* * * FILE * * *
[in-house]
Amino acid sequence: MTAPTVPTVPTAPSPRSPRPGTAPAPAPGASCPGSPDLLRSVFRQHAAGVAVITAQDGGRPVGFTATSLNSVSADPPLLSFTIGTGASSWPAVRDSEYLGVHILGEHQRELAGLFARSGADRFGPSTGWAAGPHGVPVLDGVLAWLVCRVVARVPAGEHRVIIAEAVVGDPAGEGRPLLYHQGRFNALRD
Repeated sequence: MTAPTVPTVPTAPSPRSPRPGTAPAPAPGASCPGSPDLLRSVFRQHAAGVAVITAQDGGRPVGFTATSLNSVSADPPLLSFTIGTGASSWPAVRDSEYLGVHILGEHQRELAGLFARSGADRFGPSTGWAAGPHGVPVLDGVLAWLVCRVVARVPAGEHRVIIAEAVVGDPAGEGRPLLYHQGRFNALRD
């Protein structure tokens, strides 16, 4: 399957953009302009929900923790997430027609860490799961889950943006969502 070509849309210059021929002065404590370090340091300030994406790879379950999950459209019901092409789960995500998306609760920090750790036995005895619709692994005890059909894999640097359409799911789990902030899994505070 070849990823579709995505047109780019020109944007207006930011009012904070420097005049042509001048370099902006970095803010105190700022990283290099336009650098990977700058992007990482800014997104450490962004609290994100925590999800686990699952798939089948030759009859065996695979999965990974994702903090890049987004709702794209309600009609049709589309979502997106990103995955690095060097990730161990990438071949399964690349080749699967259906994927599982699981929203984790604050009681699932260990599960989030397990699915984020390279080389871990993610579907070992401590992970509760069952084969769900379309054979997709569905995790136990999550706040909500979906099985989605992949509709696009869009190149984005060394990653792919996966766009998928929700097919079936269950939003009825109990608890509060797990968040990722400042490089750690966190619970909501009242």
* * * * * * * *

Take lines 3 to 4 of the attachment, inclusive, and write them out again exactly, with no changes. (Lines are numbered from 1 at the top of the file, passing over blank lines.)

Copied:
Repeated sequence: MTAPTVPTVPTAPSPRSPRPGTAPAPAPGASCPGSPDLLRSVFRQHAAGVAVITAQDGGRPVGFTATSLNSVSADPPLLSFTIGTGASSWPAVRDSEYLGVHILGEHQRELAGLFARSGADRFGPSTGWAAGPHGVPVLDGVLAWLVCRVVARVPAGEHRVIIAEAVVGDPAGEGRPLLYHQGRFNALRD
């Protein structure tokens, strides 16, 4: 399957953009302009929900923790997430027609860490799961889950943006969502 070509849309210059021929002065404590370090340091300030994406790879379950999950459209019901092409789960995500998306609760920090750790036995005895619709692994005890059909894999640097359409799911789990902030899994505070 070849990823579709995505047109780019020109944007207006930011009012904070420097005049042509001048370099902006970095803010105190700022990283290099336009650098990977700058992007990482800014997104450490962004609290994100925590999800686990699952798939089948030759009859065996695979999965990974994702903090890049987004709702794209309600009609049709589309979502997106990103995955690095060097990730161990990438071949399964690349080749699967259906994927599982699981929203984790604050009681699932260990599960989030397990699915984020390279080389871990993610579907070992401590992970509760069952084969769900379309054979997709569905995790136990999550706040909500979906099985989605992949509709696009869009190149984005060394990653792919996966766009998928929700097919079936269950939003009825109990608890509060797990968040990722400042490089750690966190619970909501009242």